Introduction to the new MCS Solar PV Guide
The UK's Microgeneration Certification Scheme (MCS) has published its Solar PV Guide called 'Guide to the Installation of Photovoltaic (PV) Systems' detailing in 124 pages the updated requirements for new solar PV installations under rated outputs of 50 kW.
As a result of this, MCS installers working under many of the subsidy schemes will soon be required to record a shade or horizon line on a sunpath diagram to present to clients. Other changes include a revised performance calculation and amended electrical safety advice. These were recently announced by the Energy and Climate Change Minister, Greg Barker, with the intention of raising the level of MCS certification.
In this respect, the PV Guide has provided much-needed clarity on the inspection processes.
However, its scope indicates that the guide is also a statement of best practice. This statement deserves further scrutiny, as there have been recent technological advances which have often come from the well established global markets of Germany and USA. One ‘litmus test’ of best practice is whether the industry has been given sufficient opportunity for consultation. This is normally assumed for government policy as evidenced by the existence of their Code of Practice for Consultation. Given the minister’s involvement in the guide’s launch, it might be expected that the consultation need has been met. However, as a recent poll in the Solar Power Portal shows, the majority of respondents do not agree with all of the PV Guide and it seems that a large part of the industry would like to have further say in the guide contents.
Shading implications for design
Identifying shading is one of the cornerstones of successful performance prediction for solar arrays. It is not always appreciated that at every point in the UK mainland, at least 2% of the sky is already obscured by the landmass that sits above sea-level. This reduction can be far greater than this minimum percentage due to additional landscape features such as hills and buildings on the horizon. However, it is shading objects near to an array that have the greatest effect as these are most likely to cause hard shadows by blocking out the direct or beam solar radiation. Therefore, it is no longer considered sufficient to record a simple silhouette outline of the horizon, as it is also important to check a nearby object’s distance from the array.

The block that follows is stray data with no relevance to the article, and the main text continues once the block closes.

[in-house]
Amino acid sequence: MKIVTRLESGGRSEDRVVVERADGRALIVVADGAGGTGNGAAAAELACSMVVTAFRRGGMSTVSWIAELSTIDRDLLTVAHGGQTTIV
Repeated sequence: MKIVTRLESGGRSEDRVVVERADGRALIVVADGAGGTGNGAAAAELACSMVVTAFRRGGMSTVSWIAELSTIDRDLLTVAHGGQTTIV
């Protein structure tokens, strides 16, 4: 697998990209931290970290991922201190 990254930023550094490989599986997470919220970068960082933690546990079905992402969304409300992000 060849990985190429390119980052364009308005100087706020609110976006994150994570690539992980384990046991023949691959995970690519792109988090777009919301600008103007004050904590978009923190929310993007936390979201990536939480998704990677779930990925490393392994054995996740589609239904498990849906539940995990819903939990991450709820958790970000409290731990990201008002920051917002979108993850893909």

For this reason the MCS method calls for any object less than 10 metres from any part of the array to be treated differently in the calculation. Installers are required to record a horizon line identifying all shading objects, both near and far, on a sunpath diagram (see Image 4).
Shading objects that are within 10 metres then require a circle to be drawn onto the sunpath diagram. The apex of this circle should sit at the top of the shading object and the radius of the circle should be the height of the object (see Image 5). In this example, the green part of the line represents shading objects that are further than 10m away while the red part of the line represents a large building which is within 10m of the proposed array.
In accordance with the MCS method a circle has been added (dotted), with the top of the object at the apex of the circle.